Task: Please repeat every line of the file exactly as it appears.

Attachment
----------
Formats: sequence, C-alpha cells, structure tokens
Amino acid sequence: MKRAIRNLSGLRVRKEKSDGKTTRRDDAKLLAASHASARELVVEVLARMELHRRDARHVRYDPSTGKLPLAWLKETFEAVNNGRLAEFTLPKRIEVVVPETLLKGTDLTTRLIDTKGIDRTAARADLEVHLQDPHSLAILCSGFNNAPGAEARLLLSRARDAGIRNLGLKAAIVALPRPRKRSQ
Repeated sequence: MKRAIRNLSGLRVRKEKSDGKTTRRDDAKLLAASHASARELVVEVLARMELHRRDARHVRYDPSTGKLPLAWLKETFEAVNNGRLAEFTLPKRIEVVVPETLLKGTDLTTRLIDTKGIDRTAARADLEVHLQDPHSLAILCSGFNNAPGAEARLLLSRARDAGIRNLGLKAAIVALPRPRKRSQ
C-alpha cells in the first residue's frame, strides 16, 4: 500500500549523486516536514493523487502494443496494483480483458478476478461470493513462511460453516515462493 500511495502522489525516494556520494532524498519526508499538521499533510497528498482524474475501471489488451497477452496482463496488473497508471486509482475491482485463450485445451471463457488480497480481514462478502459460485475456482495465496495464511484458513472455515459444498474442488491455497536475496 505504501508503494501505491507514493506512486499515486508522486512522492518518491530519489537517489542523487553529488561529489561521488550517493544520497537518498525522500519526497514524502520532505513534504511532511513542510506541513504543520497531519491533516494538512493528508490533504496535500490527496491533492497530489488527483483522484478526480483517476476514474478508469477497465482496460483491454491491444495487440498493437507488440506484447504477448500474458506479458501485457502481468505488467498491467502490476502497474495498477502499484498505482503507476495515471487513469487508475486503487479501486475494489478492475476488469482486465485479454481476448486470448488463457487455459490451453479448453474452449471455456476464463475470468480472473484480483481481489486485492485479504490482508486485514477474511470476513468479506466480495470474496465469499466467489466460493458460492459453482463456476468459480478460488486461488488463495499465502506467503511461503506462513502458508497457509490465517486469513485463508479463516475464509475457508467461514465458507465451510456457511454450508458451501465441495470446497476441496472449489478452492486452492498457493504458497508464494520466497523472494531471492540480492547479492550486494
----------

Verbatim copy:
Formats: sequence, C-alpha cells, structure tokens
Amino acid sequence: MKRAIRNLSGLRVRKEKSDGKTTRRDDAKLLAASHASARELVVEVLARMELHRRDARHVRYDPSTGKLPLAWLKETFEAVNNGRLAEFTLPKRIEVVVPETLLKGTDLTTRLIDTKGIDRTAARADLEVHLQDPHSLAILCSGFNNAPGAEARLLLSRARDAGIRNLGLKAAIVALPRPRKRSQ
Repeated sequence: MKRAIRNLSGLRVRKEKSDGKTTRRDDAKLLAASHASARELVVEVLARMELHRRDARHVRYDPSTGKLPLAWLKETFEAVNNGRLAEFTLPKRIEVVVPETLLKGTDLTTRLIDTKGIDRTAARADLEVHLQDPHSLAILCSGFNNAPGAEARLLLSRARDAGIRNLGLKAAIVALPRPRKRSQ
C-alpha cells in the first residue's frame, strides 16, 4: 500500500549523486516536514493523487502494443496494483480483458478476478461470493513462511460453516515462493 500511495502522489525516494556520494532524498519526508499538521499533510497528498482524474475501471489488451497477452496482463496488473497508471486509482475491482485463450485445451471463457488480497480481514462478502459460485475456482495465496495464511484458513472455515459444498474442488491455497536475496 505504501508503494501505491507514493506512486499515486508522486512522492518518491530519489537517489542523487553529488561529489561521488550517493544520497537518498525522500519526497514524502520532505513534504511532511513542510506541513504543520497531519491533516494538512493528508490533504496535500490527496491533492497530489488527483483522484478526480483517476476514474478508469477497465482496460483491454491491444495487440498493437507488440506484447504477448500474458506479458501485457502481468505488467498491467502490476502497474495498477502499484498505482503507476495515471487513469487508475486503487479501486475494489478492475476488469482486465485479454481476448486470448488463457487455459490451453479448453474452449471455456476464463475470468480472473484480483481481489486485492485479504490482508486485514477474511470476513468479506466480495470474496465469499466467489466460493458460492459453482463456476468459480478460488486461488488463495499465502506467503511461503506462513502458508497457509490465517486469513485463508479463516475464509475457508467461514465458507465451510456457511454450508458451501465441495470446497476441496472449489478452492486452492498457493504458497508464494520466497523472494531471492540480492547479492550486494